And that's got to count for something.
"Never would have thought this in a million years," Rays outfielder Cliff Floyd said -- and he was talking simply about his current team, though he was also on the '97 Marlins. "But I think a lot of people on our side know it's amazing what can happen when you put a bunch of athletes on the field that start to believe over the course of the season. It's only a matter of time before it became this."
So it took Florida -- a high school, college and Minor League baseball haven -- more than a century to land a Major League team. And once the state accomplished that, it took Florida just 15 years to produce three pennant winners and two World Series champions. That's a better rate over that span than every state in the nation other than New York.
The Rays did their part in even more surprising fashion than the Marlins, scoring their first pennant just one season after finishing in last place in the American League East. And unlike the Marlins, who disassembled the core of their World Series teams shortly after winning in 1997 and 2003, the Rays have enough young players and long contracts to potentially remain in contention for years to come.
"I don't know if people understand how big this is," Rays outfielder Carl Crawford said after Game 7 of the AL Championship Series.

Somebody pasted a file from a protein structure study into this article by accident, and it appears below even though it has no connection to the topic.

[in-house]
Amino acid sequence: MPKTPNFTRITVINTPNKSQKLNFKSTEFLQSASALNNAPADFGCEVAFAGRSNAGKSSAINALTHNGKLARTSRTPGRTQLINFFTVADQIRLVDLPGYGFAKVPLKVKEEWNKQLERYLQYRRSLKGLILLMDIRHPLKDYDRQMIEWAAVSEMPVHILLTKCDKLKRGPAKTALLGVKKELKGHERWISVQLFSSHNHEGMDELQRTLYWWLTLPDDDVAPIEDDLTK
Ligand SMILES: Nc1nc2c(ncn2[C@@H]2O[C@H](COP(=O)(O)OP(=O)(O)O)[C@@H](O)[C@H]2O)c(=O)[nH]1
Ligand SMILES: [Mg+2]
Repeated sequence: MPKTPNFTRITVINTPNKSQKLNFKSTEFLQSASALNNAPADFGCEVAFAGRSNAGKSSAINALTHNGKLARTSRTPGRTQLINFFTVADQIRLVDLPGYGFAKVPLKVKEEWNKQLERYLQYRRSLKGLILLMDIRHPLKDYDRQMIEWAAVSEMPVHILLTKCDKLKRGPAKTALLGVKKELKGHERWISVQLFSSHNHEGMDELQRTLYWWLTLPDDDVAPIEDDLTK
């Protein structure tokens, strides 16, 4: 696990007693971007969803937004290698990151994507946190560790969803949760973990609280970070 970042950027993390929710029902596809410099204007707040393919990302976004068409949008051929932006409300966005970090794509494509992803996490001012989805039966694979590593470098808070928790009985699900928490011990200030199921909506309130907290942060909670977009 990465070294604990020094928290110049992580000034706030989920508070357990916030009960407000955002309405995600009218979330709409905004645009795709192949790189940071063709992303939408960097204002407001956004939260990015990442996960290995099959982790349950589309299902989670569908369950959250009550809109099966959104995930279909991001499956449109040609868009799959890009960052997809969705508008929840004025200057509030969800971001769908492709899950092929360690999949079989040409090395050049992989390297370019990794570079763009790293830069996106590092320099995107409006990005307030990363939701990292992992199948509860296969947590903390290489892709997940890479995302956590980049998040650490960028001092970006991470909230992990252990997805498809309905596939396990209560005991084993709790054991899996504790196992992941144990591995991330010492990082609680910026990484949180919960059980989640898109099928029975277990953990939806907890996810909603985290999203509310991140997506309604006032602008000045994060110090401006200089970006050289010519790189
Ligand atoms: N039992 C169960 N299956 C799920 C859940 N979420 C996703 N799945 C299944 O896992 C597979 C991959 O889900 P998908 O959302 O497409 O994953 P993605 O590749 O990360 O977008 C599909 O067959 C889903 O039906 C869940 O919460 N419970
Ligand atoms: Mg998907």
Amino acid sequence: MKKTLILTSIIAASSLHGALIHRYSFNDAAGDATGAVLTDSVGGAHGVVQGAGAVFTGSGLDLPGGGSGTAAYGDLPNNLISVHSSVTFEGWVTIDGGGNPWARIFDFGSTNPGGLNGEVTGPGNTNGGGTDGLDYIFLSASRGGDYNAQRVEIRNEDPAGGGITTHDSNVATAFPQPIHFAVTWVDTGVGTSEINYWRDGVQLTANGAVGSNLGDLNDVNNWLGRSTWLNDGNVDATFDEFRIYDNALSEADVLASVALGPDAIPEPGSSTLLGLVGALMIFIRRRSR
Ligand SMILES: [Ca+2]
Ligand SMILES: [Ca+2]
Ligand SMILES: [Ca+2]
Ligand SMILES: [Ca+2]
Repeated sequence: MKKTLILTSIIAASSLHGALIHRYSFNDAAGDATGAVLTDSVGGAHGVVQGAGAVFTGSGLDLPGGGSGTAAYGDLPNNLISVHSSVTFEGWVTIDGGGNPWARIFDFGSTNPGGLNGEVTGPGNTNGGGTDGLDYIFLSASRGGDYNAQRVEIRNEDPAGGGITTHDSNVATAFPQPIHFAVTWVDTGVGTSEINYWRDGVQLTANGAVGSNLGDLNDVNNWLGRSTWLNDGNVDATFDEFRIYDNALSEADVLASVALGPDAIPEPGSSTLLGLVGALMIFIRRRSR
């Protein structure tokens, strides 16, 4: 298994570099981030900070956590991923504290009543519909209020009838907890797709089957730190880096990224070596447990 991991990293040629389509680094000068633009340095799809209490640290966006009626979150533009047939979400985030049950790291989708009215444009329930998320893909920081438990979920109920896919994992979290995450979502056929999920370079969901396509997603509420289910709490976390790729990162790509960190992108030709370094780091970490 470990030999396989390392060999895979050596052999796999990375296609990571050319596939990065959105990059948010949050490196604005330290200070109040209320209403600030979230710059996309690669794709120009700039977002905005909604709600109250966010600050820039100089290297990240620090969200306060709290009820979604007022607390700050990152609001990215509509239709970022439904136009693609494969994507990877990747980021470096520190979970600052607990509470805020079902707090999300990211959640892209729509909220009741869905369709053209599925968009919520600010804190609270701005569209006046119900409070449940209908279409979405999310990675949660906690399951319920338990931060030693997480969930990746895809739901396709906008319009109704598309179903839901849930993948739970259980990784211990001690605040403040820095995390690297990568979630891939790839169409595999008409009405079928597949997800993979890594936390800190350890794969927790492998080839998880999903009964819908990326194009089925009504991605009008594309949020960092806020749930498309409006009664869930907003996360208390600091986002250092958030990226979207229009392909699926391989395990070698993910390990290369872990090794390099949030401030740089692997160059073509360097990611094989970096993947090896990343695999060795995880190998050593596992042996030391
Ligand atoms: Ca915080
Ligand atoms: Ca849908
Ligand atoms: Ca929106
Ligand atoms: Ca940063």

Perhaps history can give them a guide.
The Marlins fell just shy of their first winning season in 1996, before taking advantage of the National League Wild Card to earn their first postseason berth the following year. They swept the Giants in three NL Division Series games, then knocked off the defending NL champion Braves in six games in the NLCS. Seven games later, a team that boasted Bobby Bonilla, Moises Alou and Gary Sheffield finished off the Indians to give Florida -- both the team and the state -- its first World Series title.
The encore came six years later, when a new group of Marlins -- Josh Beckett, Derrek Lee and Mike Lowell among them -- again snared the Wild Card. Their route to the World Series was no easier, involving a four-game NLDS victory over the Giants, and a seven-game epic NLCS against the Cubs.
It was in Game 6 of that series that the Marlins, on the verge of elimination, caught a break when umpires ruled that Cubs fan Steve Bartman had not interfered with a foul ball that otherwise might have been caught. The Marlins rallied to win that game, Game 7 and the World Series, dropping the Yankees in six games.
And suddenly, Florida's history of Major League irrelevance had disappeared.
"I don't believe in history," then-manager Jack McKeon said. "That's in the past. We've got guys that are dealing in the future."
He might as well have been talking about the Rays, a team that's been dealing in the future since joining the league in 1998. Never owners of a winning season until this one, the Rays now famously went worst-to-first to capture the division crown, and now the AL pennant.
Their work, of course, is not complete -- a World Series date with the Phillies awaits. If the Rays are able to win and give Florida yet another champion, then the state will be able to rival any in the nation in terms of recent success. But pardon the Rays if they're focused solely on their own success.
"We've got all the momentum in the world right now," third baseman Evan Longoria said. "We've exceeded all of our own wildest expectations, so this is all just a bonus."
Anthony DiComo is a reporter for MLB.com. This story was not subject to the approval of Major League Baseball or its clubs.